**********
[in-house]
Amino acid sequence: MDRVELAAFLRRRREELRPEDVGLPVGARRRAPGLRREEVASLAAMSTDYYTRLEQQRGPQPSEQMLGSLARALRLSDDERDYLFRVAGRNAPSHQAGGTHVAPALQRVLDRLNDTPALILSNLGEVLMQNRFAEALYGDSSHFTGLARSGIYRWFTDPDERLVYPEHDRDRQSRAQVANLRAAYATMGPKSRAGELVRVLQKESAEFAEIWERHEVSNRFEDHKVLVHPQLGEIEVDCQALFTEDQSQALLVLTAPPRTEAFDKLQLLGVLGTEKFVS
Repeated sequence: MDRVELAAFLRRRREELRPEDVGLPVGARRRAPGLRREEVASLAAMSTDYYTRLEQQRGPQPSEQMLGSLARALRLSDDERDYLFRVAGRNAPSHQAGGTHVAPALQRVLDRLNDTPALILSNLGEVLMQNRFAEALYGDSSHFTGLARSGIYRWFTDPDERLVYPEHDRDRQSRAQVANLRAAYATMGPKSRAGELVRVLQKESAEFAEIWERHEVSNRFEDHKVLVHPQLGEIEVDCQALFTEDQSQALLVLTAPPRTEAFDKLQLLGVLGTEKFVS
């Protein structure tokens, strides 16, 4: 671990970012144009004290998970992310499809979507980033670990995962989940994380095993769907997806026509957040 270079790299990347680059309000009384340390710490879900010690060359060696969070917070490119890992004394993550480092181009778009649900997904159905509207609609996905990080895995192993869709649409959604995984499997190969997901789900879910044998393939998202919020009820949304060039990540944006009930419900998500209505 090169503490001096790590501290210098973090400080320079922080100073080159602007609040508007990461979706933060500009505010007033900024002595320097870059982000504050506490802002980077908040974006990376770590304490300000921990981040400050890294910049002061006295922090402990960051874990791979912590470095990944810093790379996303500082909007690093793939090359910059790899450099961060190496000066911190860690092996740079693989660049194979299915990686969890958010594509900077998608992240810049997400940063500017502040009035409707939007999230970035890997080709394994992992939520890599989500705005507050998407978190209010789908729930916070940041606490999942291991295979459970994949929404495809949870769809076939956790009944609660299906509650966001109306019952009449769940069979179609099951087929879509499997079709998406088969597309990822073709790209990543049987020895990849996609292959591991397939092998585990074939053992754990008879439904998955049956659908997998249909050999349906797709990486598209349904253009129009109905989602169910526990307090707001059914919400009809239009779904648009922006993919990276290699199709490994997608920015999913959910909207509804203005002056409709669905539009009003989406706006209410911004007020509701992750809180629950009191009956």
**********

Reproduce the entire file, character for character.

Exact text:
[in-house]
Amino acid sequence: MDRVELAAFLRRRREELRPEDVGLPVGARRRAPGLRREEVASLAAMSTDYYTRLEQQRGPQPSEQMLGSLARALRLSDDERDYLFRVAGRNAPSHQAGGTHVAPALQRVLDRLNDTPALILSNLGEVLMQNRFAEALYGDSSHFTGLARSGIYRWFTDPDERLVYPEHDRDRQSRAQVANLRAAYATMGPKSRAGELVRVLQKESAEFAEIWERHEVSNRFEDHKVLVHPQLGEIEVDCQALFTEDQSQALLVLTAPPRTEAFDKLQLLGVLGTEKFVS
Repeated sequence: MDRVELAAFLRRRREELRPEDVGLPVGARRRAPGLRREEVASLAAMSTDYYTRLEQQRGPQPSEQMLGSLARALRLSDDERDYLFRVAGRNAPSHQAGGTHVAPALQRVLDRLNDTPALILSNLGEVLMQNRFAEALYGDSSHFTGLARSGIYRWFTDPDERLVYPEHDRDRQSRAQVANLRAAYATMGPKSRAGELVRVLQKESAEFAEIWERHEVSNRFEDHKVLVHPQLGEIEVDCQALFTEDQSQALLVLTAPPRTEAFDKLQLLGVLGTEKFVS
């Protein structure tokens, strides 16, 4: 671990970012144009004290998970992310499809979507980033670990995962989940994380095993769907997806026509957040 270079790299990347680059309000009384340390710490879900010690060359060696969070917070490119890992004394993550480092181009778009649900997904159905509207609609996905990080895995192993869709649409959604995984499997190969997901789900879910044998393939998202919020009820949304060039990540944006009930419900998500209505 090169503490001096790590501290210098973090400080320079922080100073080159602007609040508007990461979706933060500009505010007033900024002595320097870059982000504050506490802002980077908040974006990376770590304490300000921990981040400050890294910049002061006295922090402990960051874990791979912590470095990944810093790379996303500082909007690093793939090359910059790899450099961060190496000066911190860690092996740079693989660049194979299915990686969890958010594509900077998608992240810049997400940063500017502040009035409707939007999230970035890997080709394994992992939520890599989500705005507050998407978190209010789908729930916070940041606490999942291991295979459970994949929404495809949870769809076939956790009944609660299906509650966001109306019952009449769940069979179609099951087929879509499997079709998406088969597309990822073709790209990543049987020895990849996609292959591991397939092998585990074939053992754990008879439904998955049956659908997998249909050999349906797709990486598209349904253009129009109905989602169910526990307090707001059914919400009809239009779904648009922006993919990276290699199709490994997608920015999913959910909207509804203005002056409709669905539009009003989406706006209410911004007020509701992750809180629950009191009956």